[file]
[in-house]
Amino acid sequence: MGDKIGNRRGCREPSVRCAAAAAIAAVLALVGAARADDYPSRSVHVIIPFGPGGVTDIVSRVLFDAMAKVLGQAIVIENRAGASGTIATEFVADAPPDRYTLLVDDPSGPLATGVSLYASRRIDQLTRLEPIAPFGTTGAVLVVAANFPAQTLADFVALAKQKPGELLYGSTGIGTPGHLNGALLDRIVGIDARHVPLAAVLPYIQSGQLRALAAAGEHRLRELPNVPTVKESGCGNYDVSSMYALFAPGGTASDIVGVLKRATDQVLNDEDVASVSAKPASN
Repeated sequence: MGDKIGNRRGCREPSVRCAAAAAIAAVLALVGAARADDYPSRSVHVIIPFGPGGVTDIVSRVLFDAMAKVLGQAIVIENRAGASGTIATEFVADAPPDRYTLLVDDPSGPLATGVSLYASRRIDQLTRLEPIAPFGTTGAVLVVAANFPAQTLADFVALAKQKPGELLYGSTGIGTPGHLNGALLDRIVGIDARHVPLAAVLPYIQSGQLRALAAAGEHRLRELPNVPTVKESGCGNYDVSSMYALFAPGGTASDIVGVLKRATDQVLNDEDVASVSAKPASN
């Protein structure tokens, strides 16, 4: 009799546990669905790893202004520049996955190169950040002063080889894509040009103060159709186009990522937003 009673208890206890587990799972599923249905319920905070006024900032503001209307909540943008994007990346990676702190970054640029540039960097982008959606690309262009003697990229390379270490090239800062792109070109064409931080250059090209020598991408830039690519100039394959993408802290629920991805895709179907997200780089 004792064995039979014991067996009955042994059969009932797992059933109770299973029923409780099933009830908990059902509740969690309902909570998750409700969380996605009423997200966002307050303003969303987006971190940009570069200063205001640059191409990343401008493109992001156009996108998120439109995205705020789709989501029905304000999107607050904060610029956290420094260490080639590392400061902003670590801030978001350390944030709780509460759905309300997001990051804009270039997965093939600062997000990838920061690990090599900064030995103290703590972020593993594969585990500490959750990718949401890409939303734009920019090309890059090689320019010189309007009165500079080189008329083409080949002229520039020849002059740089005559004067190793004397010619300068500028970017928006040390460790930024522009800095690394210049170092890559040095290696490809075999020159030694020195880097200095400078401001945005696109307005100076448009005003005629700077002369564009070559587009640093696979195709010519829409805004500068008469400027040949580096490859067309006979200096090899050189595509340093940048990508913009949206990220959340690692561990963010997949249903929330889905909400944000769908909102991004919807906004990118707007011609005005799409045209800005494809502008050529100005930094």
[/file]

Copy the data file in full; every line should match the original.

[in-house]
Amino acid sequence: MGDKIGNRRGCREPSVRCAAAAAIAAVLALVGAARADDYPSRSVHVIIPFGPGGVTDIVSRVLFDAMAKVLGQAIVIENRAGASGTIATEFVADAPPDRYTLLVDDPSGPLATGVSLYASRRIDQLTRLEPIAPFGTTGAVLVVAANFPAQTLADFVALAKQKPGELLYGSTGIGTPGHLNGALLDRIVGIDARHVPLAAVLPYIQSGQLRALAAAGEHRLRELPNVPTVKESGCGNYDVSSMYALFAPGGTASDIVGVLKRATDQVLNDEDVASVSAKPASN
Repeated sequence: MGDKIGNRRGCREPSVRCAAAAAIAAVLALVGAARADDYPSRSVHVIIPFGPGGVTDIVSRVLFDAMAKVLGQAIVIENRAGASGTIATEFVADAPPDRYTLLVDDPSGPLATGVSLYASRRIDQLTRLEPIAPFGTTGAVLVVAANFPAQTLADFVALAKQKPGELLYGSTGIGTPGHLNGALLDRIVGIDARHVPLAAVLPYIQSGQLRALAAAGEHRLRELPNVPTVKESGCGNYDVSSMYALFAPGGTASDIVGVLKRATDQVLNDEDVASVSAKPASN
């Protein structure tokens, strides 16, 4: 009799546990669905790893202004520049996955190169950040002063080889894509040009103060159709186009990522937003 009673208890206890587990799972599923249905319920905070006024900032503001209307909540943008994007990346990676702190970054640029540039960097982008959606690309262009003697990229390379270490090239800062792109070109064409931080250059090209020598991408830039690519100039394959993408802290629920991805895709179907997200780089 004792064995039979014991067996009955042994059969009932797992059933109770299973029923409780099933009830908990059902509740969690309902909570998750409700969380996605009423997200966002307050303003969303987006971190940009570069200063205001640059191409990343401008493109992001156009996108998120439109995205705020789709989501029905304000999107607050904060610029956290420094260490080639590392400061902003670590801030978001350390944030709780509460759905309300997001990051804009270039997965093939600062997000990838920061690990090599900064030995103290703590972020593993594969585990500490959750990718949401890409939303734009920019090309890059090689320019010189309007009165500079080189008329083409080949002229520039020849002059740089005559004067190793004397010619300068500028970017928006040390460790930024522009800095690394210049170092890559040095290696490809075999020159030694020195880097200095400078401001945005696109307005100076448009005003005629700077002369564009070559587009640093696979195709010519829409805004500068008469400027040949580096490859067309006979200096090899050189595509340093940048990508913009949206990220959340690692561990963010997949249903929330889905909400944000769908909102991004919807906004990118707007011609005005799409045209800005494809502008050529100005930094």